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Sharp-tailed Sandpiper

Calidris acuminata

Sharp-tailed Sandpiper © Jon Coleman



Other Names

Asiatic Knot, Siberian Knot, Asiatic Pectoral Sandpiper, Siberian Pectoral Sandpiper, Sharp-tailed Stint, Sharpie. 


Small wader with a distinctive pattern of brown in its feathers.  Usually seen on wetlands in small groups.

Sharp-tailed Sandpiper, Peter Boyd © 2011


Non-breeding: The feather pattern of a brown feather that is fringed with paler buff.  This gives a scalloped appearance to the bird.  This pattern is to be found on the upperparts.  The crown is chestnut with black streaks.   There is a white supercilium.  The rest of the head and neck are grey-brown streaked with black.  The breast is pale buff with brown speckles.  The rest of the underparts are off-white.  The short bill is black with a greenish base.  The legs are olive green. 

Breeding: Similar to the non-breeding plumage but breast has a buff colouration and the markings there are more like chevrons.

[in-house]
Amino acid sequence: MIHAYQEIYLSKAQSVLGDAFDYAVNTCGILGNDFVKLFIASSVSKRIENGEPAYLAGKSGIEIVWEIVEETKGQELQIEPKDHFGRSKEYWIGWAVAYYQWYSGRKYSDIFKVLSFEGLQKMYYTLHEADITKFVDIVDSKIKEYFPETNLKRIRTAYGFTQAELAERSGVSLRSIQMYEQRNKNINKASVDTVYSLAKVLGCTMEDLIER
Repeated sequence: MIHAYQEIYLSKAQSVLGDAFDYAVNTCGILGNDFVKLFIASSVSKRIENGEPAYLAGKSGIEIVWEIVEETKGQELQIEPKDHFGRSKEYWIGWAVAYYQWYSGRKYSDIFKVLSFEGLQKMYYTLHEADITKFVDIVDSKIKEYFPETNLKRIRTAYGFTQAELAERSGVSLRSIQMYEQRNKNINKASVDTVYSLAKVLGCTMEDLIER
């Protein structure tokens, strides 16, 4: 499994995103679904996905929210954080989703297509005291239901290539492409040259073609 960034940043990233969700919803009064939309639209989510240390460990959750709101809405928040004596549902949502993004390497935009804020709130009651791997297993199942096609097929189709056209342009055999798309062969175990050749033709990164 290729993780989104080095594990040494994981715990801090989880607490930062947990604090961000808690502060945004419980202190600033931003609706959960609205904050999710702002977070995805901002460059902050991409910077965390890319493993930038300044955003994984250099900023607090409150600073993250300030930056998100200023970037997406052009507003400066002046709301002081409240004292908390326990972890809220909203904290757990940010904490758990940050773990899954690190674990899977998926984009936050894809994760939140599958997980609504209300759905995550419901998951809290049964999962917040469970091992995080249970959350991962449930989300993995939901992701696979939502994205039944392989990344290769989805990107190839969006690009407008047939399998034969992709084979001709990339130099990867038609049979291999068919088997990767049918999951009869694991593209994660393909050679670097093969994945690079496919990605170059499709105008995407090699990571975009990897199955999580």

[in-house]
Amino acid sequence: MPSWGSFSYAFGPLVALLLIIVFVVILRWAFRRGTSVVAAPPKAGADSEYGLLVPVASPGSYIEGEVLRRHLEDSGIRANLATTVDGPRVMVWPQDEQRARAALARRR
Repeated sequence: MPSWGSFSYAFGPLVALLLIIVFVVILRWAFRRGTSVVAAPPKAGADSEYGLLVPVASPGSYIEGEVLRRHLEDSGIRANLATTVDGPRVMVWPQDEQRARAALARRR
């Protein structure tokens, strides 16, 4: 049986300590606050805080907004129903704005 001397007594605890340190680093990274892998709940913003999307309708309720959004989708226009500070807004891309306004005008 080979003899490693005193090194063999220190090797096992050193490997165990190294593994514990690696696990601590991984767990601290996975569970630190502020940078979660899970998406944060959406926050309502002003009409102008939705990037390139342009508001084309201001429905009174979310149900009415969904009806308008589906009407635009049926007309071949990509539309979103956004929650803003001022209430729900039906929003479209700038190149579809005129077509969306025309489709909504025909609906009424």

Juvenile:  Similar to the non-breeding plumage but sharper. 


Found throughout Australia where there is wetland, this can be inland or along muddy foreshores.  It is found all waterways, saltworks and sewerage farms.  There seems to be larger numbers in the south of Australia but numbers will increase in the north during the migration periods. 

Migratory habits

The Sharpies arrive in the north of Australia in August and spread south through Australia, some of them using the inland waterways.  When they leave in March-April there is a massing of the birds in the Gulf of Carpentaria, though the birds have not been recorded in New Guinea suggesting that they fly north in one big jump. 


The Sharp-tailed Sandpiper breeds in the high Arctic from the delta of the Lena River to the Kolyma River. 


East Asian-Australasian Flyway Population:  165,000

The population of the Sharp-tailed Sandpiper in Australia is about 140,000.

Confusing Species

Pectoral Sandpiper: Very similar.  No chestnut crown, and the cut-off of the breast colour to the under belly lower and more distinct.  The legs are yellower and the bill is more down-curved.

Curlew Sandpiper:   Similar in size, but has a distinctive down-curved bill.  Its red breeding plumage makes sure that there is no confusion.

Red-necked Stint:  A much smaller sized bird which occurs with the Sharpie but should not be mistaken.

Sharp-tailed Sandpipers in wetlands © David Edwards